Originally published on Youthradio.org, the premier source for youth generated news throughout the globe. This article was produced in collaboration with Beyond the Odds, a Web site of personal stories and perspectives from young people living with HIV and AIDS.
By: Arai Buendia
School is out, and like many 14-year-olds in San Francisco, Carina Aguilar is looking forward to summer - going to the movies, playing basketball and traveling to Utah with her family for a kayaking trip.
"I will have a really busy summer," says Aguilar, who wears her dark brown hair in a pony tail and talks in a soft voice.
But the summer would be more fun, she says, if she didn't have to worry about her HIV medication. She gets monthly shipments of meds delivered to her house. Drugs can cost anywhere from $250 to $5000 per month for somebody living with HIV.
State-funded HIV/AIDS programs are among the health and social services that hang in the balance in the coming weeks as California lawmakers try to close the state's $24 billion budget deficit. Governor Arnold Schwarzenegger in May proposed an $80 million cut to the Office of AIDS; the Legislature this month pushed back with $35 million in cuts. Meanwhile, young people are trying to make sense of what it will mean for them and other youth, a population that accounts for about half of all new HIV infections.
Diagnosed at birth, Carina's not sure how she contracted the virus: "I think it was because my mom did not have as much protection, so that's probably how I got it. Otherwise, my stuff got in by breast milk."
Thanks to a constant regime of medications paid for by Medi-Cal, Carina's been able to keep her viral count so low, it barely even shows up through testing.
"If it is undetectable it means that you are really healthy," she says. "Your immune system is healthy, basically your whole body is healthy.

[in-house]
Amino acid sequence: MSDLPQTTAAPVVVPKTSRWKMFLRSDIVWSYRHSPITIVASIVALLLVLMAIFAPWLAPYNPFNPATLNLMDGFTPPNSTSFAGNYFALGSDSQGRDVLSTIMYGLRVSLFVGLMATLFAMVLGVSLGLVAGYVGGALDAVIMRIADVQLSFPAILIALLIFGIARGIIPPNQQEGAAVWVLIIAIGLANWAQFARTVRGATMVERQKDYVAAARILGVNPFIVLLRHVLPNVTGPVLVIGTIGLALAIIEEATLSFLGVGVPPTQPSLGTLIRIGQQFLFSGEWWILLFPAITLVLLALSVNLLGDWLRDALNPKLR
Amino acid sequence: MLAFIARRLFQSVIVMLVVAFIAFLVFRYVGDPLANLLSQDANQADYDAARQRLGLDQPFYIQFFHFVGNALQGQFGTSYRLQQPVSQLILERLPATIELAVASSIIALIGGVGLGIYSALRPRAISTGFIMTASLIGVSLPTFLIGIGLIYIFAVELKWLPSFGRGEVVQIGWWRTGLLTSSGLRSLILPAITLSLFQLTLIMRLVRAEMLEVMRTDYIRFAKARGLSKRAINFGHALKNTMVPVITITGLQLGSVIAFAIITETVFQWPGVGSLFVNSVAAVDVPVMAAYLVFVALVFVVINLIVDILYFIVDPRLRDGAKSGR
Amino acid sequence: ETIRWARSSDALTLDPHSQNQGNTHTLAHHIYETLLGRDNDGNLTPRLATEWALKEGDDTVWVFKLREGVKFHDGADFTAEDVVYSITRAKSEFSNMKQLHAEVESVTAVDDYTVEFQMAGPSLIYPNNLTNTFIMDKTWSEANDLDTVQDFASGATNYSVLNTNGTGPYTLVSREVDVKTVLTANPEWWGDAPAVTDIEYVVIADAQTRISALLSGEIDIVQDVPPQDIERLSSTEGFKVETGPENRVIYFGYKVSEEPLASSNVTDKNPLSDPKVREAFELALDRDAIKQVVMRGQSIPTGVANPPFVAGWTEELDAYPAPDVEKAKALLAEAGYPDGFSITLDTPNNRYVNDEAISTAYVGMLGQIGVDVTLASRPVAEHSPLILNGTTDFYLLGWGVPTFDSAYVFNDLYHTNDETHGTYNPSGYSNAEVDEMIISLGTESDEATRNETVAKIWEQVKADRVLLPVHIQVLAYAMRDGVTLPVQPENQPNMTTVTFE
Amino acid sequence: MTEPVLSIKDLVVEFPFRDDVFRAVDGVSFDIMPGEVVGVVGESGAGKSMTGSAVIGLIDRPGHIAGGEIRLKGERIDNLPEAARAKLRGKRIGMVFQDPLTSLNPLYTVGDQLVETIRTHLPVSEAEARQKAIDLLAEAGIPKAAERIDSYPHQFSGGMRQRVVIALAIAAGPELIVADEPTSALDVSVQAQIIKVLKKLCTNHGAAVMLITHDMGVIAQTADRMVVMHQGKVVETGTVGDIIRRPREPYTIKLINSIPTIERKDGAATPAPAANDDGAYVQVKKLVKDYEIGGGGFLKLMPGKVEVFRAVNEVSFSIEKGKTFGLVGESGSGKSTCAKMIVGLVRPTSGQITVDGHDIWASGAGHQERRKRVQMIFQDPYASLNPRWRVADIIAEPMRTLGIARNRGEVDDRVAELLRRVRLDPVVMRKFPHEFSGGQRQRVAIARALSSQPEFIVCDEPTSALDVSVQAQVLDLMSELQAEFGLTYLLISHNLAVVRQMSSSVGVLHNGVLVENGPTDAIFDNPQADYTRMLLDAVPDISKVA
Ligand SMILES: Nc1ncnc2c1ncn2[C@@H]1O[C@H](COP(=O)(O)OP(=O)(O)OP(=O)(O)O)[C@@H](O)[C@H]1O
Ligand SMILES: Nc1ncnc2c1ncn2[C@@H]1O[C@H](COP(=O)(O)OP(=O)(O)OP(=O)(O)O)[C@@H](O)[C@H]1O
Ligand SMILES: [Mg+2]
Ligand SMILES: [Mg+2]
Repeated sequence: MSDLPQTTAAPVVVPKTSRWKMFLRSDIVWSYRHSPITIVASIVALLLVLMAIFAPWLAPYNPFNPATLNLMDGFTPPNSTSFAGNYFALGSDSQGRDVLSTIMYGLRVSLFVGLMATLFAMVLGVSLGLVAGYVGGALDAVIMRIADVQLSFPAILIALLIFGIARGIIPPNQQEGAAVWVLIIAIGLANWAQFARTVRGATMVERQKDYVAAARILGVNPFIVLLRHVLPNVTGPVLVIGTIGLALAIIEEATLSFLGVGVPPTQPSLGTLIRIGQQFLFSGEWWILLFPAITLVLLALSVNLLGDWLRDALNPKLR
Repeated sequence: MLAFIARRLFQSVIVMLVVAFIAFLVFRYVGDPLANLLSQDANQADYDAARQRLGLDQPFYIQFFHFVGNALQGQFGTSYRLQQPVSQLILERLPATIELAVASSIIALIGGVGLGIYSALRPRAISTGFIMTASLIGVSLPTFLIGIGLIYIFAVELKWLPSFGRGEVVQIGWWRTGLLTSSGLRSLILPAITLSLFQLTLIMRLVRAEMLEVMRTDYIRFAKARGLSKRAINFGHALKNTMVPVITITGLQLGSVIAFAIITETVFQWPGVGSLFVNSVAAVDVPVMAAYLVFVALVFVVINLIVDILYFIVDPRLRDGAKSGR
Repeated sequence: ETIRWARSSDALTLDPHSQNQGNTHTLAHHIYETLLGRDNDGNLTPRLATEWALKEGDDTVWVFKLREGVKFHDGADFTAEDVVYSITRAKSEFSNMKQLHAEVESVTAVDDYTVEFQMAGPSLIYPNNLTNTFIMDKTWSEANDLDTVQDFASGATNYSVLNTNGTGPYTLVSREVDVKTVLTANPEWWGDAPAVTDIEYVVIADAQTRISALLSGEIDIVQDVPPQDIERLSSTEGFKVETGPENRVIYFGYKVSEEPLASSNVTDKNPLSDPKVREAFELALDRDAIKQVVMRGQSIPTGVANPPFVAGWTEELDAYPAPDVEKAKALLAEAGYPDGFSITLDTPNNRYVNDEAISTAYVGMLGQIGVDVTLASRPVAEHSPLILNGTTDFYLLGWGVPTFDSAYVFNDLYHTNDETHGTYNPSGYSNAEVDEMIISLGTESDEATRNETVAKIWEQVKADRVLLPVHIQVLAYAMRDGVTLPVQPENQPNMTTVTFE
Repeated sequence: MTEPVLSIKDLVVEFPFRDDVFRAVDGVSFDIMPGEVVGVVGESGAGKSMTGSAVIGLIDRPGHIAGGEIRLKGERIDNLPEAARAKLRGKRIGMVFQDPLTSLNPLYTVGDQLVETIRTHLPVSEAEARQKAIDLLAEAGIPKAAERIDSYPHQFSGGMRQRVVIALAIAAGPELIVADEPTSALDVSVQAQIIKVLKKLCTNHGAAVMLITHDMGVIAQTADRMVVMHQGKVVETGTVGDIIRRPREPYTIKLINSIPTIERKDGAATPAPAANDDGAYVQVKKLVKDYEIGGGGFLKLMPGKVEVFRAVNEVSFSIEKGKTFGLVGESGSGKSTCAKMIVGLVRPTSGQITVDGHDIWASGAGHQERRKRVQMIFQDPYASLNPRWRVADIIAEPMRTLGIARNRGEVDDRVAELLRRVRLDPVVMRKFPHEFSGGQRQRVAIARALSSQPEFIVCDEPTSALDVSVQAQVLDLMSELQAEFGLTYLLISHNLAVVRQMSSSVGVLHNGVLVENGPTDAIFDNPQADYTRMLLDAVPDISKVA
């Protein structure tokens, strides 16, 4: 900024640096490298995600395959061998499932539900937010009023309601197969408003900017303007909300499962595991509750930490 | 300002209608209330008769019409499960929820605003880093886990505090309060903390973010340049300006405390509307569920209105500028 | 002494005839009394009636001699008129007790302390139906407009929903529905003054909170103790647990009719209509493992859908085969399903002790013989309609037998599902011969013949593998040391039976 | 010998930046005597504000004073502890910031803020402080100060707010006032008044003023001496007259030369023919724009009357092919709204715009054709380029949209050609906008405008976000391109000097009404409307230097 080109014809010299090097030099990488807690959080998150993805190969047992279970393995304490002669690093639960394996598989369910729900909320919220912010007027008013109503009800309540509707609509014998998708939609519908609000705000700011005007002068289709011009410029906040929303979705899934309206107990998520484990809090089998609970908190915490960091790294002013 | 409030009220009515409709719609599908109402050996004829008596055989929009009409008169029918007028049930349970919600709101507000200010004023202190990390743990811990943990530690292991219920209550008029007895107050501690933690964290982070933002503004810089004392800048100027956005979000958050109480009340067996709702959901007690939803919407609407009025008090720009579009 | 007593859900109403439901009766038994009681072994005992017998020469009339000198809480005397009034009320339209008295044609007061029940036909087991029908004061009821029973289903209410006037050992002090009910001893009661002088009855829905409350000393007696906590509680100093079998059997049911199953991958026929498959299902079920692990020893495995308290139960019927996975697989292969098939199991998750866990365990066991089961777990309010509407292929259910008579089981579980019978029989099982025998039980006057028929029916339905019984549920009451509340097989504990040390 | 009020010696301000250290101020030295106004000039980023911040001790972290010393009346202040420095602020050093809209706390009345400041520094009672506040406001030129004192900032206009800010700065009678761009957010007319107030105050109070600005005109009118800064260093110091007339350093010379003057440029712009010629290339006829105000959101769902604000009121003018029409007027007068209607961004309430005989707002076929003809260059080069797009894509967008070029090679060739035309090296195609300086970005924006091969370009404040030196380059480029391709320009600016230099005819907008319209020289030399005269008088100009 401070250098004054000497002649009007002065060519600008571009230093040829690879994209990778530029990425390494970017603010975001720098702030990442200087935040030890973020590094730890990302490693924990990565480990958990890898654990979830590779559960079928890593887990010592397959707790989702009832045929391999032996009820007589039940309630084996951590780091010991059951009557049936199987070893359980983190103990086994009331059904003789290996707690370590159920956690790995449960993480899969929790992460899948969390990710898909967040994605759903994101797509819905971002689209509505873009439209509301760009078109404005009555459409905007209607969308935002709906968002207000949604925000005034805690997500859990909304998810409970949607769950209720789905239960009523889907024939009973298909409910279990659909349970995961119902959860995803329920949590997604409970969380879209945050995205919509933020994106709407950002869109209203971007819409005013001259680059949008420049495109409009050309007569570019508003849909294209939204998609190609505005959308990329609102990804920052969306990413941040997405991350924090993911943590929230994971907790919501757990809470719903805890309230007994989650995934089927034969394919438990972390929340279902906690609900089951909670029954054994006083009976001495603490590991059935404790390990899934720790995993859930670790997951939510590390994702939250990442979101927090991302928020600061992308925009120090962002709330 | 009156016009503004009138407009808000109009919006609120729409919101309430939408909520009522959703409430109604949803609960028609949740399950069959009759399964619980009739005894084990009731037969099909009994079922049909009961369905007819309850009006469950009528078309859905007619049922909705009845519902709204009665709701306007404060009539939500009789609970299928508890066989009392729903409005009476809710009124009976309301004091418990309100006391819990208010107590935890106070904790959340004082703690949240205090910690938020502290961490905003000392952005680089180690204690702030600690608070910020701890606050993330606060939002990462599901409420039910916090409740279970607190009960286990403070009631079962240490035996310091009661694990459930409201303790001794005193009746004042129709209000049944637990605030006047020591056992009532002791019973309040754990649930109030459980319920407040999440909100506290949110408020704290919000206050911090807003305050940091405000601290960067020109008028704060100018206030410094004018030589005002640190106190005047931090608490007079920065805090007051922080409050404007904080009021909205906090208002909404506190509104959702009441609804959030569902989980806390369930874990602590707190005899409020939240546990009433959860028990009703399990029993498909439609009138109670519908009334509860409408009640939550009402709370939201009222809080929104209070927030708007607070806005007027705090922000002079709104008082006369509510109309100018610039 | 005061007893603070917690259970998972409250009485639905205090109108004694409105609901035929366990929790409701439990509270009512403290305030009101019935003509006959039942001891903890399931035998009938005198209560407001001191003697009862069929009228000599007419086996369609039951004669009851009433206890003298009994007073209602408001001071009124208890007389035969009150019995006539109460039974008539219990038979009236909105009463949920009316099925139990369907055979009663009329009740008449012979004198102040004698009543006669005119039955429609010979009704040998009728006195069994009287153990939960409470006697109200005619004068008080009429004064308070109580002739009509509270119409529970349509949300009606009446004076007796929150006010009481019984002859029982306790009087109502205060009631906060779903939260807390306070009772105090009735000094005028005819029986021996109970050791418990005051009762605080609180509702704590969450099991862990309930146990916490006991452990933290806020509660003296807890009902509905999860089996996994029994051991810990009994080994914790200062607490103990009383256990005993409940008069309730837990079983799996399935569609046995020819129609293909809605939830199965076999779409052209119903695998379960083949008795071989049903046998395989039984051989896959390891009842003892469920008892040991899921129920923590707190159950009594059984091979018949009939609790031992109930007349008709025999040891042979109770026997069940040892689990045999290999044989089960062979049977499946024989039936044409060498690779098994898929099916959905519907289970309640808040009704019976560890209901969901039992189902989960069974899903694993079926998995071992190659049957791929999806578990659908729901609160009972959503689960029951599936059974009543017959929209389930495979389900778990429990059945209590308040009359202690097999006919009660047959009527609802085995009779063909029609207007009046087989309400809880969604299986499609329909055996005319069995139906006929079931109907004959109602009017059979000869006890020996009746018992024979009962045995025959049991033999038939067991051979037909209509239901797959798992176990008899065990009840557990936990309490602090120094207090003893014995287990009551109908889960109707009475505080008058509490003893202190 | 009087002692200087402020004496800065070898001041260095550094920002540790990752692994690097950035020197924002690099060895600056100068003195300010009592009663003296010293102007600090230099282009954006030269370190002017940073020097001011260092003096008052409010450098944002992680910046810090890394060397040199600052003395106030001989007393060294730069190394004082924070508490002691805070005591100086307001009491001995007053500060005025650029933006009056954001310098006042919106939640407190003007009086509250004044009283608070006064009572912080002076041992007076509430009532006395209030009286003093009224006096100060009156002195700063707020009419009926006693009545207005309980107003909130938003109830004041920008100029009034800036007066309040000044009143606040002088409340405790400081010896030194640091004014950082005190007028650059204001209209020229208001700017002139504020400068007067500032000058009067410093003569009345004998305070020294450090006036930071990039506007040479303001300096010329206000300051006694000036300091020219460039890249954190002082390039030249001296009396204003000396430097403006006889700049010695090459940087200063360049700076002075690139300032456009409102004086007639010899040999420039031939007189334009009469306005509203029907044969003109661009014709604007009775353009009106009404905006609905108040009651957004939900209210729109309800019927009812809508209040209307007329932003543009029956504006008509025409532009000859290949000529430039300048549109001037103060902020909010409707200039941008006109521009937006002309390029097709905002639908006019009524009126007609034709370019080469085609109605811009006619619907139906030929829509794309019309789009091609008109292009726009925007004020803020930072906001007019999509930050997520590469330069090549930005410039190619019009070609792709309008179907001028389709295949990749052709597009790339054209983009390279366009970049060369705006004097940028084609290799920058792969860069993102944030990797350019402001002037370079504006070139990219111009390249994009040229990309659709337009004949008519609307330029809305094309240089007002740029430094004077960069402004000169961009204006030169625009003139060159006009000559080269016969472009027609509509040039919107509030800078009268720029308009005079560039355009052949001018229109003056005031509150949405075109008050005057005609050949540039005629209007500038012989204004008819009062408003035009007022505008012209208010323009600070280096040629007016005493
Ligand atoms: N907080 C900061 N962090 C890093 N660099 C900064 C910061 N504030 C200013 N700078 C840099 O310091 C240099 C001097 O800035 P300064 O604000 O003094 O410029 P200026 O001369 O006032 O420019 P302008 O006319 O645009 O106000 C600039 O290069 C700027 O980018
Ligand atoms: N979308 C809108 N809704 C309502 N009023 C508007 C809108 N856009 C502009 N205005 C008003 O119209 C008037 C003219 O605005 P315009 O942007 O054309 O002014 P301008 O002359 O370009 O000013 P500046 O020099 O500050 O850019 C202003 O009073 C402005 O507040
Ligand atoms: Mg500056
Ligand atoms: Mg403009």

It also means Carina's less infectious than someone with a high viral load. And less burdened by what sets her apart.
"The only time that I am reminded that I have HIV is when I'm drinking my medicine," she says.
Despite her anxiety about state cuts to AIDS programs, Carina's lucky. Her Medi-Cal benefits aren't likely to be affected by the proposed cuts. But 24-year-old Ricardo, who didn't want me to use his last name, can't count on those protections.
"I know I am one of those patients that I have to have medication," he says. "If not my life is at jeopardy."
Ricardo says he's not eligible for California's Medicaid program because of his salary. If his drug costs go up, or if he loses his job as an AIDS outreach worker due to program cuts "my medication would cost more than my rent," he says. "So it would either be my life or be on the streets."
"We've seen what it means for people not to have treatment for a while," says Kevin Bynes, youth services director at the AIDS Project for the East Bay. "We've seen the people get diagnosed one week and then be dead the next. The drugs that are used to manage HIV for many people are the only lifeline."
And the prevention and testing programs that get state funding are often the only way HIV negative young people learn how to stay that way. So while the Governor says California faces a "worst case scenario" with this budget crisis, young people living with HIV/AIDS, or trying to avoid it, are hoping the situation doesn't get even worse.
This story comes to you from Public Radio Makers Quest 2.0, an initiative of AIR, the Association of Independents in Radio, Incorporated. This project is made possible with funding from the Corporation for Public Broadcasting.
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